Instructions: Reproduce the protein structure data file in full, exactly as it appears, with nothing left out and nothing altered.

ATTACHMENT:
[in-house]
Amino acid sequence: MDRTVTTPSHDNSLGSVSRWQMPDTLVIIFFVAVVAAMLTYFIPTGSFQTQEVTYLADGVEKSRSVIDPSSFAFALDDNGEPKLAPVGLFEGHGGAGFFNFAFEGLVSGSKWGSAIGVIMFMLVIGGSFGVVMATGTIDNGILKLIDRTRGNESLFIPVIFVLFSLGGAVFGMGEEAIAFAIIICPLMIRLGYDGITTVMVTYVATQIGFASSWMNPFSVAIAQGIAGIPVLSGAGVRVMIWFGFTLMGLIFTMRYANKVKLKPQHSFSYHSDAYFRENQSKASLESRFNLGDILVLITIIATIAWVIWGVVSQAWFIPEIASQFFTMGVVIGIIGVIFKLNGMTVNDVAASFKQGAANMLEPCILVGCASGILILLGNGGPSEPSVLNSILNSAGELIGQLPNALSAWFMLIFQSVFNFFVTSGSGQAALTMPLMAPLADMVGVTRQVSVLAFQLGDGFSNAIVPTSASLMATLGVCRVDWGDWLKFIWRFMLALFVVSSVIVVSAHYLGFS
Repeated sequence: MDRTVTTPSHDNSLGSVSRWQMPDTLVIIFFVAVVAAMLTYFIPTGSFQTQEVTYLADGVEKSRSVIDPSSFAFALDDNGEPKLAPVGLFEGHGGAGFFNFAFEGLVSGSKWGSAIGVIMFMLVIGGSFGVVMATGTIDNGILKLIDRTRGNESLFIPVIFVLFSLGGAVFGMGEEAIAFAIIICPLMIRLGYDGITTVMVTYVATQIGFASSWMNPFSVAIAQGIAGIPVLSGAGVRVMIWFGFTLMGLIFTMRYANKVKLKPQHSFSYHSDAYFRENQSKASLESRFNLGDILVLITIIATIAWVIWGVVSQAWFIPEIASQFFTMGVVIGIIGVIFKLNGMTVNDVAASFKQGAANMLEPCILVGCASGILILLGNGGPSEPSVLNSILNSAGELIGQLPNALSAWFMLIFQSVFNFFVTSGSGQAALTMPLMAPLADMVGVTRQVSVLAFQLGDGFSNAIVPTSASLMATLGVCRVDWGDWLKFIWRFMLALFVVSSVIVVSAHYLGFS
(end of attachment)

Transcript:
[in-house]
Amino acid sequence: MDRTVTTPSHDNSLGSVSRWQMPDTLVIIFFVAVVAAMLTYFIPTGSFQTQEVTYLADGVEKSRSVIDPSSFAFALDDNGEPKLAPVGLFEGHGGAGFFNFAFEGLVSGSKWGSAIGVIMFMLVIGGSFGVVMATGTIDNGILKLIDRTRGNESLFIPVIFVLFSLGGAVFGMGEEAIAFAIIICPLMIRLGYDGITTVMVTYVATQIGFASSWMNPFSVAIAQGIAGIPVLSGAGVRVMIWFGFTLMGLIFTMRYANKVKLKPQHSFSYHSDAYFRENQSKASLESRFNLGDILVLITIIATIAWVIWGVVSQAWFIPEIASQFFTMGVVIGIIGVIFKLNGMTVNDVAASFKQGAANMLEPCILVGCASGILILLGNGGPSEPSVLNSILNSAGELIGQLPNALSAWFMLIFQSVFNFFVTSGSGQAALTMPLMAPLADMVGVTRQVSVLAFQLGDGFSNAIVPTSASLMATLGVCRVDWGDWLKFIWRFMLALFVVSSVIVVSAHYLGFS
Repeated sequence: MDRTVTTPSHDNSLGSVSRWQMPDTLVIIFFVAVVAAMLTYFIPTGSFQTQEVTYLADGVEKSRSVIDPSSFAFALDDNGEPKLAPVGLFEGHGGAGFFNFAFEGLVSGSKWGSAIGVIMFMLVIGGSFGVVMATGTIDNGILKLIDRTRGNESLFIPVIFVLFSLGGAVFGMGEEAIAFAIIICPLMIRLGYDGITTVMVTYVATQIGFASSWMNPFSVAIAQGIAGIPVLSGAGVRVMIWFGFTLMGLIFTMRYANKVKLKPQHSFSYHSDAYFRENQSKASLESRFNLGDILVLITIIATIAWVIWGVVSQAWFIPEIASQFFTMGVVIGIIGVIFKLNGMTVNDVAASFKQGAANMLEPCILVGCASGILILLGNGGPSEPSVLNSILNSAGELIGQLPNALSAWFMLIFQSVFNFFVTSGSGQAALTMPLMAPLADMVGVTRQVSVLAFQLGDGFSNAIVPTSASLMATLGVCRVDWGDWLKFIWRFMLALFVVSSVIVVSAHYLGFS